As a Derby fan I’m notionally supporting Notts because work colleague Matt is a Magpies devotee. Craven Cottage is so quaint and dated it could also be home to Hansel and Gretel. I’m sat in a wooden stand with wooden seats (this in 2010) and I can just about make out the Thames behind the far stand. I wonder how many balls get hoofed into river each year by carthorse defenders. The match kicks off and Fulham boss it. They are 2-0 up by half time and that’s a fair reflection since Notts haven’t had a kick.
It becomes apparent that I am sat in a hotspot for die-hard Fulham fans. Some of the guff spewing forth from my neighbourhood beggars belief. There’s the guy sat next to me that spends 35 minutes slagging off Bobby Zamora for being a workshy showpony (fair comment) even when he is at the opposite end to the action. Then when Zamora scores he is singing his praises. I would advise this man to look at the word “irony” in the dicitonary, once he has conquered the basics like “cat”.
In the row behind me a neanderthal bigott spends the entire match shouting insults at everyone who moves. It is valentines day and he is in love with his own voice and even laughs at his own offensive and unfunny jokes. Later on during one particularly unjustified tirade on an opposition player the guy next to me who isn’t exactly well adjusted himself curses this captain caveman – quietly but just loud enough that I hear. He must endure this every game. At full time it is 4-0 and that’s about right.
Fulham play a superior breed of passing football that would be unattainable for better teams than Notts but they failed to make a nuisance of themselves and get stuck in. I can’t even recall any bookings. It was as if they realised this was the end of their cup run and thought they would have a cosy day trip to London, which isn’t fair for the 4000 away fans who made the journey. Fulham have had their day and next week they play in Europe. These are heady days and I can’t help thinking this is a club punching above its weight. The fans have got complacent with success and I have an uncomfortable feeling that a downward curve lies ahead.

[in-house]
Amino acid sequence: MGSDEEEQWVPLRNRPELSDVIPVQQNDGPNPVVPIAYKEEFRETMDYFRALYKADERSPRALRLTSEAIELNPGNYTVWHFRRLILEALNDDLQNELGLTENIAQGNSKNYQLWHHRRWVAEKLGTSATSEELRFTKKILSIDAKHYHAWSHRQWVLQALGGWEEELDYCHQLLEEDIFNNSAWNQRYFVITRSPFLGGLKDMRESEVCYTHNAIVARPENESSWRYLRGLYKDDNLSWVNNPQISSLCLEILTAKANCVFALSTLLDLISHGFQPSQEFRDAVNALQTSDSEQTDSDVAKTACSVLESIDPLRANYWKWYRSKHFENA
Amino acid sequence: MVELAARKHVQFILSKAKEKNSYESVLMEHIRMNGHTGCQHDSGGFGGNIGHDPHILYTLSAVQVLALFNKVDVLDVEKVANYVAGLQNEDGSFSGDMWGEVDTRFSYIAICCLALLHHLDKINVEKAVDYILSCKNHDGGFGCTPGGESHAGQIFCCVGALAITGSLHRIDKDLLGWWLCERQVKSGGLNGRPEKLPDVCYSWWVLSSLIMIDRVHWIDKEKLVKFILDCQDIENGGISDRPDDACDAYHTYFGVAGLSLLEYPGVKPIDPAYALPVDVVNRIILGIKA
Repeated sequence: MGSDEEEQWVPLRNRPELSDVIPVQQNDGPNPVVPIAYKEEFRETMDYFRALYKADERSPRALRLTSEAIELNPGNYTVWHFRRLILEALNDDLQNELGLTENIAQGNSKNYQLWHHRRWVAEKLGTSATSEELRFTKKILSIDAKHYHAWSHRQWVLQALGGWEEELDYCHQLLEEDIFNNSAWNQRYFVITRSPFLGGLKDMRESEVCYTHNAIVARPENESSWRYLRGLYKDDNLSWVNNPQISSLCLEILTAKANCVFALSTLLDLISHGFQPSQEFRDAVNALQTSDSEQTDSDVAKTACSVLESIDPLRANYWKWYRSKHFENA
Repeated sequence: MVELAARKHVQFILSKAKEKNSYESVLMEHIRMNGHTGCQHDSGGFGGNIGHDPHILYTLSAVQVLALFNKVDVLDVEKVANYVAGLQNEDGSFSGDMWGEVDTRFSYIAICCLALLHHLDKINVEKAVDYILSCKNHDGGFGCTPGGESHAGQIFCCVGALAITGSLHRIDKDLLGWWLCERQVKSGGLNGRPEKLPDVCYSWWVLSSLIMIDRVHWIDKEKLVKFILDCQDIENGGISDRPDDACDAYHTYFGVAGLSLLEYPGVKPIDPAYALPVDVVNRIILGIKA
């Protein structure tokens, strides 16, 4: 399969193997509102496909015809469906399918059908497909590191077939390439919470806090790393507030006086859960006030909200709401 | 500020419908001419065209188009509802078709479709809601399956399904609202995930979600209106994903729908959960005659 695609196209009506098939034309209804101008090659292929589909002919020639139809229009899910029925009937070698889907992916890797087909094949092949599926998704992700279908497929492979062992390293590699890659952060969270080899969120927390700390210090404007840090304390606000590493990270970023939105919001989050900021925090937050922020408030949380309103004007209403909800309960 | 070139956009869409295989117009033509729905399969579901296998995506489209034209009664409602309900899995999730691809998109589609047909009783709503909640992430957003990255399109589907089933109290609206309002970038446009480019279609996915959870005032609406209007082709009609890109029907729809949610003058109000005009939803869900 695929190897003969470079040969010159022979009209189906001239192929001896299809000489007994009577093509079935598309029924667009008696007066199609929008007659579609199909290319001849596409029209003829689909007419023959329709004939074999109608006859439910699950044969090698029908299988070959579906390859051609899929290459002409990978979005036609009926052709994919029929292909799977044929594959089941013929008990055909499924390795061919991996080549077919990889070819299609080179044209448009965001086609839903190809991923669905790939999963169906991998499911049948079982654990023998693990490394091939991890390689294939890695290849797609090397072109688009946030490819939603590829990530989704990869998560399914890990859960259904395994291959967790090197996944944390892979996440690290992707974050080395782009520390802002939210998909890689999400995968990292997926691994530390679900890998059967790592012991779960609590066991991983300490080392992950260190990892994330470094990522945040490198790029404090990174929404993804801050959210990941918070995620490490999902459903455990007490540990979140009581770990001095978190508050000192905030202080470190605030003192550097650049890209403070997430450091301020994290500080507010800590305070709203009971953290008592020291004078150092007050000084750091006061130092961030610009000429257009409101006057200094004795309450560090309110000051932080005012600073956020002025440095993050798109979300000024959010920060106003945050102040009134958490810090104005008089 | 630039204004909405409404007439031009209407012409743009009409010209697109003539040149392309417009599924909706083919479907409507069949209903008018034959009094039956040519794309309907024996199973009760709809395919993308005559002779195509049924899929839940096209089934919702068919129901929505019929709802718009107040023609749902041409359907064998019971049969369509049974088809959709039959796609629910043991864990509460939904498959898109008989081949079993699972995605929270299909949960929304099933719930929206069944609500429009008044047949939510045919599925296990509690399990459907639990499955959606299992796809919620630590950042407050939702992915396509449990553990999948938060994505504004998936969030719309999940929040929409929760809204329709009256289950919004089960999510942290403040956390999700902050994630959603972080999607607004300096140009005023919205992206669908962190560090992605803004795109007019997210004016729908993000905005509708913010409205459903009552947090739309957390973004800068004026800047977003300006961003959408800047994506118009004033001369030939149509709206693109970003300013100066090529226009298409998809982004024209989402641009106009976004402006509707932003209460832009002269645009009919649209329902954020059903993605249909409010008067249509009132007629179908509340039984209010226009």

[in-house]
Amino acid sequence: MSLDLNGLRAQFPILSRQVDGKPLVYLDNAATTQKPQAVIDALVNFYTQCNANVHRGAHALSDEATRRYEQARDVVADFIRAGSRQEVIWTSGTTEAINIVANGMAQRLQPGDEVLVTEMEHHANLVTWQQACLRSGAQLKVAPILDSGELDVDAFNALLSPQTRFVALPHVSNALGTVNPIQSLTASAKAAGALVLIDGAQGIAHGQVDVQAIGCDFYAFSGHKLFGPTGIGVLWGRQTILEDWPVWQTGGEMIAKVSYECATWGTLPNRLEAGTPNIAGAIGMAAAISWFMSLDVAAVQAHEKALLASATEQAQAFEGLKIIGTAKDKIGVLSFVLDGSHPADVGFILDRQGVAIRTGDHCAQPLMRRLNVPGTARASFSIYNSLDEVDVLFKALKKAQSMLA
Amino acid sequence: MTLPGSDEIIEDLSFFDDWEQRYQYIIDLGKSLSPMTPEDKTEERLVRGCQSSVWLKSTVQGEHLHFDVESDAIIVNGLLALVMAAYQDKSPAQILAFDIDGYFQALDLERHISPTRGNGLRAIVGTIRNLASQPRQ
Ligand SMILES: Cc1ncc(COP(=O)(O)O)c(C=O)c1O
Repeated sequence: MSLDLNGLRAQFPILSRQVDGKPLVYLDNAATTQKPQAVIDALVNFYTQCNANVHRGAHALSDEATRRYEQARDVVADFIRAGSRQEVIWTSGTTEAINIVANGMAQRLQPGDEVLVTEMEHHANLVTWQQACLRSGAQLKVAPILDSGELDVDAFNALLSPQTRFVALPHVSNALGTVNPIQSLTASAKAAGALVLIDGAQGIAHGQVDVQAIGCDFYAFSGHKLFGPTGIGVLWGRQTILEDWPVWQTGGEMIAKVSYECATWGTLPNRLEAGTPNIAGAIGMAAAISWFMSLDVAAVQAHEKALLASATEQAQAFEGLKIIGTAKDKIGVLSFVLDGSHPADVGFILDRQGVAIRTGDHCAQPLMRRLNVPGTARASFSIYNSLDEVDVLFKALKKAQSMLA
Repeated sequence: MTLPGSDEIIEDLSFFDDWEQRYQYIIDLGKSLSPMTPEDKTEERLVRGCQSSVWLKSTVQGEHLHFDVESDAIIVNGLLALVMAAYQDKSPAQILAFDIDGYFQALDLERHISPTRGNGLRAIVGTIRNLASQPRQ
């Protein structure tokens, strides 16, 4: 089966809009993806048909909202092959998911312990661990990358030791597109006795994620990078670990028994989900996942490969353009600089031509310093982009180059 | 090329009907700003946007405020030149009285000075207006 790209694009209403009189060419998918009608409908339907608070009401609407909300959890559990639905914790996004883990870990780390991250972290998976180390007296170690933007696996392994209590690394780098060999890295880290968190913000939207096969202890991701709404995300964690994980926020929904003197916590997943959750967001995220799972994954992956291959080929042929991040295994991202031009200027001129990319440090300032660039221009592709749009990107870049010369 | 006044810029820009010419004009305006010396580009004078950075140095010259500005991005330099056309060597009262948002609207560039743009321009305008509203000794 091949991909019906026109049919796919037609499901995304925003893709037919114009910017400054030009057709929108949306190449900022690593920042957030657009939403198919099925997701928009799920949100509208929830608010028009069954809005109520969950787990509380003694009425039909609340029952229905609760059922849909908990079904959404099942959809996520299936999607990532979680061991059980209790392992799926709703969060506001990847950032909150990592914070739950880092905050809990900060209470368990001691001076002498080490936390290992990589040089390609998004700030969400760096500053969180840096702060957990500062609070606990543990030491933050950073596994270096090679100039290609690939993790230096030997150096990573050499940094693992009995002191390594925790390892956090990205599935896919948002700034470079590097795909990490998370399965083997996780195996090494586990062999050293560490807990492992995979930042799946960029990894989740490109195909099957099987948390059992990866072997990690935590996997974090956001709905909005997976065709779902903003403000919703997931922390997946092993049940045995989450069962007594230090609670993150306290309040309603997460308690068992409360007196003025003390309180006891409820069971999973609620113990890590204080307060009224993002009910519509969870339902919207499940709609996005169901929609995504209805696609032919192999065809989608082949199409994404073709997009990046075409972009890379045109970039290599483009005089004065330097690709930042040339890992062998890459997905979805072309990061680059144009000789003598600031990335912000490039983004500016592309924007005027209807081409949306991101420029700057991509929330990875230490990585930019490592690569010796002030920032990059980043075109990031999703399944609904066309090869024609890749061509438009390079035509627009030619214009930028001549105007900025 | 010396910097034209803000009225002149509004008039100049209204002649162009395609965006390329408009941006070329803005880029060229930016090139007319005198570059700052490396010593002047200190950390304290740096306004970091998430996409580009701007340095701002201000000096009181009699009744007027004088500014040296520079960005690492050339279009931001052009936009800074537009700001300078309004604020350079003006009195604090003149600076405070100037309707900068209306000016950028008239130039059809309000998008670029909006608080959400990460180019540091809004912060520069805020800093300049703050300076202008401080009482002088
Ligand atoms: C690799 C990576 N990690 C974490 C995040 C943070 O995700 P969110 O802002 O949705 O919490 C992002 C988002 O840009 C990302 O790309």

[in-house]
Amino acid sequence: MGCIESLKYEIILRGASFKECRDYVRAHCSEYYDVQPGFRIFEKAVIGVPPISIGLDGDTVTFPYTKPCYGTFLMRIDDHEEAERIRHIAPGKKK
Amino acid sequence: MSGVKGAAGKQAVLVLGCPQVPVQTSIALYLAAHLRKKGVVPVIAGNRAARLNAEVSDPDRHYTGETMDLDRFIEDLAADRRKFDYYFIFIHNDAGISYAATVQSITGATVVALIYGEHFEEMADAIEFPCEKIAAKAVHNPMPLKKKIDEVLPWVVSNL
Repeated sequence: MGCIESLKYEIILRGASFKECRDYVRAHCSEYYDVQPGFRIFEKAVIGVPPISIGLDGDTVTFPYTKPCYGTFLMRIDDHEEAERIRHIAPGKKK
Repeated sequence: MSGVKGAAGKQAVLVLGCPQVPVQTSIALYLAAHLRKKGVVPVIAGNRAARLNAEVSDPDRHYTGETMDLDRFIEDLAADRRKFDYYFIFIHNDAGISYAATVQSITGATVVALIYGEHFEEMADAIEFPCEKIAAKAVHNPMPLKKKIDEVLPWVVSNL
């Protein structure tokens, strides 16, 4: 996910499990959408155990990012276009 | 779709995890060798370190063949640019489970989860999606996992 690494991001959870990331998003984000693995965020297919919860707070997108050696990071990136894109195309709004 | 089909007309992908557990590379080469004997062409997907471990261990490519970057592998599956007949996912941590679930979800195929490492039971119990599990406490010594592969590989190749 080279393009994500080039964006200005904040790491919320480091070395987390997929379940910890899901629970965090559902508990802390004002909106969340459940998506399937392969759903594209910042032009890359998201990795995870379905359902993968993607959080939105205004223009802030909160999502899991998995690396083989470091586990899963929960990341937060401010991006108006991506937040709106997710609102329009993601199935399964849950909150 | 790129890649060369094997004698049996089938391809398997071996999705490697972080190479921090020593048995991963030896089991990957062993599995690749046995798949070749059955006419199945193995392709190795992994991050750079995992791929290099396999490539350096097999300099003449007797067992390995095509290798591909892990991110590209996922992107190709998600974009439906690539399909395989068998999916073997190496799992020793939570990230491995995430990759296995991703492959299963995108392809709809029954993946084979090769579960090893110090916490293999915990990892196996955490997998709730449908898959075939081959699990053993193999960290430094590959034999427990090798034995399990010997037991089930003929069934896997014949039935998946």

The final whistle blows and as I leave I notice Steve Claridge signing autographs from the exposed press box 5 rows in front, but there is no sign of Her Majesty Robbie Savage.
Lost in translation
I really should have taken a pedometer with me. Must have covered miles today. Any thought of a tumultuous finale to my circumnavigation of Londinium has disolved, especially since it is Valentines day and anywhere popular will be geared up for couples tonight. There’s a Wetherspoons up the road at Marble Arch so I head there for sustenance and to write this blog entry courtesy of their WiFi.
It is packed and I’m lucky to find a table. Every voice I hear is foreign, including the bar staff. The chap next to me at the bar is from Ethiopia and we discuss the undeniable merits of the African token based system for ordering beer. Then I strike up conversation with some folk who have just flown in from Portugal. The only discussion I struggled to understand was with an Irishman who I think was extolling the virtues of the Neeps and Tatties I ordered but could have been telling me about his day at the bookies. The food was fine and so was the gorgeous and fittingly entitled Russian Winter ale. That’s as much and more than I have any right to expect from this particular Sunday.